You might have wondered if oil sands are more sustainable than drilling for oil.
Since oil sands are finite resources, they are unsustainable right off the bat.
Moreover, oil sands can cause huge amounts of pollution while also contributing to deforestation.
Here’s everything you need to know about the environmental impact of oil sands.
1. How Do Oil Sands Affect the Environment?
Oil sands are deposits of sand, clay, water, and bitumen, which is an oil that can be manufactured into synthetic crude oil.
Oil sands are non-renewable, so relying on them furthers the reliance on unsustainable fuel sources.
In 2020, almost 80% of the energy use worldwide was made from fossil fuels.
Given that energy use increased from 62,949 TWh (terawatt-hours) in 1969 to 173,340 TWh in 2019, this is concerning.
Oil sands are usually harvested via open pit mining or in-situ extraction, which entails drilling wells and forcing steam through them to help pump the bitumen to the surface.
Both of these methods can release pollution and physically degrade the environment.
As a result, sourcing fuel from oil sands has been linked with deforestation.
This is bad for the environment as trees are one of the biggest defenses against climate change, as trees absorb CO2 during their lifetime, much of which is released back into the environment after they are cut down.
Plus, deforestation also displaces wildlife that may struggle to survive in new areas or are considered pests should they enter towns and cities.
Extracting bitumen from oil sands also destroys the habitat of countless flora and fauna.
For example, the increasing number of oil sands in the boreal forest in Canada can disrupt migrating birds and reduce populations due to a loss of breeding habitats, food, and shelter.
It is predicted that the bird mortality rates could fall between 8,000 birds to more than 100,000 birds as they drown in oily water.
There is also the risk of pipes transporting bitumen leaking, polluting the surrounding land and water.
In 2019, more than 1,456,895 liters of oil spilled in Keystone, North Dakota.
In 2010, 3,785,411 liters (one million gallons) of tar sand oil was spilled into the Kalamazoo River in Michigan after a pipeline ruptured.
Spills such as these can pose health issues for humans and animals who come into contact with the oil.
2. Do Oil Sands Contribute to Climate Change?
Oil sand mining does contribute to climate change.
In some cases, they are actually a bigger contributor than other sources, as using oil sands rather than conventional oil can increase greenhouse gas emissions by 20%.
This is highly concerning as, at the end of 2020, the output from oil sands was greater than it was before the COVID-19 pandemic and is expected to grow further, at least in the short term.
The carbon dioxide emissions can vary per oil sand, so it’s hard to give an exact figure.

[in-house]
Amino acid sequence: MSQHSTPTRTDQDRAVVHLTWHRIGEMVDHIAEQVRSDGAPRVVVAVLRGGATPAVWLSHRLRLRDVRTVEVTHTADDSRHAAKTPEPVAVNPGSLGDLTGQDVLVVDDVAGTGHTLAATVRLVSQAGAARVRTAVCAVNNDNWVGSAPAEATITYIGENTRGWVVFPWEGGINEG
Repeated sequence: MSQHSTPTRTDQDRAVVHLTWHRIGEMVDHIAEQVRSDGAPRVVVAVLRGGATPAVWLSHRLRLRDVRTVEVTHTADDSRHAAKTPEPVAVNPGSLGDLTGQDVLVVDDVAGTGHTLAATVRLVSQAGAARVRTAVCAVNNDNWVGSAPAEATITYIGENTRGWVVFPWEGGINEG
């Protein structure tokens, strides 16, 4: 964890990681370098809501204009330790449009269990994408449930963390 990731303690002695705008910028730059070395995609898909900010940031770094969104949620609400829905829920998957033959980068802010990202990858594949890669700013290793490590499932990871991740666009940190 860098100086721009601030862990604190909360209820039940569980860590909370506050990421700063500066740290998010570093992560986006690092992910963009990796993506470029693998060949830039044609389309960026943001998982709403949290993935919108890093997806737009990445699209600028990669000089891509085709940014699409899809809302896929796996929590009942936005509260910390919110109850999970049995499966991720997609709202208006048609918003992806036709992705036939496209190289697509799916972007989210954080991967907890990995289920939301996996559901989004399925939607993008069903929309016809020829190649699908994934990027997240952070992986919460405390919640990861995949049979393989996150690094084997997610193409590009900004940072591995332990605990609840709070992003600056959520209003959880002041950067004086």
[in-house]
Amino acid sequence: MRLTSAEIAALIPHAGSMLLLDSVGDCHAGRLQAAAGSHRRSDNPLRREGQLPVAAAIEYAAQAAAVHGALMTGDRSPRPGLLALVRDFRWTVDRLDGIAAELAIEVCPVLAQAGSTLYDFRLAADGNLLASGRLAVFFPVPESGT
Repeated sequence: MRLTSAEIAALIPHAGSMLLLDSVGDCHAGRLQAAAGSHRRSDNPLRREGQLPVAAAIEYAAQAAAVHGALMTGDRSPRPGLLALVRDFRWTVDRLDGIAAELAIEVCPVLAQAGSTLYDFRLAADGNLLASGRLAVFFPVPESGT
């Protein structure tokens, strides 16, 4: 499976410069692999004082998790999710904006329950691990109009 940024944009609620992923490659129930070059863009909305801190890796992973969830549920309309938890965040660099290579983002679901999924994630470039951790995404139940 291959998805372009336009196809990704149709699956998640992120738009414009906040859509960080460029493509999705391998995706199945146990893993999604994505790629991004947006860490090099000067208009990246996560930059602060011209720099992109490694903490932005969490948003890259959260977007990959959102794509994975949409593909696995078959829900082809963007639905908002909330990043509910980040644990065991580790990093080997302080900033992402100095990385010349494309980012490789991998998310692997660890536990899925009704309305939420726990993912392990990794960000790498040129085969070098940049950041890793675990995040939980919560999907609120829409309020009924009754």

Most oil sand production centers in Canada and studies found different figures for each.
For example, the hourly CO2 emissions from Syncrude Mildred Lake in Canada was 1,650,000 kilograms ± 134,000 kilograms.
Meanwhile, SUN was producing 1,220,000 kilograms ± 138,000 kilograms per hour.
Oils sands from Canadian National Resources Ltd Horizon could be emitting 538,000 ± 68,000 kilograms per hour.
Finally, Shell Albian and Jackpine could emit 423,000 kilograms ± 55,000 kilograms per hour.
While sourcing a barrel of bitumen from the Canadian Natural Resources Ltd’s Peace River site could emit 197 kilograms of CO2e.
Plus, the extraction process when sourcing fuel from oil sands does not just release CO2 but also methane.
Although methane does not survive as long as CO2 does in the atmosphere, it is more potent at trapping heat, increasing the contribution of oil sands to climate change.
3. What Are the Benefits of Oils Sands?
There are not many, if any, environmental benefits to using oil sands.
From a financial standpoint, they are a source of employment that stimulates the economy.
Although oil sands can contribute to deforestation, there are almost 4.5 million hectares of protected land surrounding the oil sands in this region.
One of the concerns about oil sands is that once the bitumen is extracted, the area is not restored, but the Government of Alberta requires companies to repair and reclaim the land that was used.
Legal cleanup requirements are not unique to oil sands.
Coal mines are also obligated to restore the land was the mine has been depleted. However, research found many companies do not fulfill this.
4. How Do Oil Sands Compare to Drilling for Oil?
Oil sand mines are not greener than drilling oil.
Both oil sands and oil mills can cause environmental destruction and pollution and interfere with the ecosystem.
There are also reports of spills from oil sands and from drilling for oil.
Since bitumen is not the same as oil, it sinks into waterways when it spills, whereas oil generally floats.
Both of these are still incredibly polluting and harmful to wildlife, but it could mean that oil is easier to clean up.
As mentioned earlier, a barrel of bitumen from the CNRL’s Peace River site could release 197 kg of CO2e.
Like with oil sand mining, the emissions per barrel of regular oil can vary.
In 2015, a barrel of oil equivalent from Suncor emitted 447 kg of CO2e, which was the highest.
Companies such as Husky, Petrobas, and Lukoil emitted more than 470 kg of CO2e per barrel, and Chevron, Occidental, and Hess more than 450 kg of CO2e.
Meanwhile, in the UK in 2021, the emissions from oil increased, partially due to pipeline outages, meaning that per barrel of oil, 23kg CO2/boe (barrel of oil equivalent) was released.
So, in some circumstances, drilling for oil is more polluting than oil sand mining.
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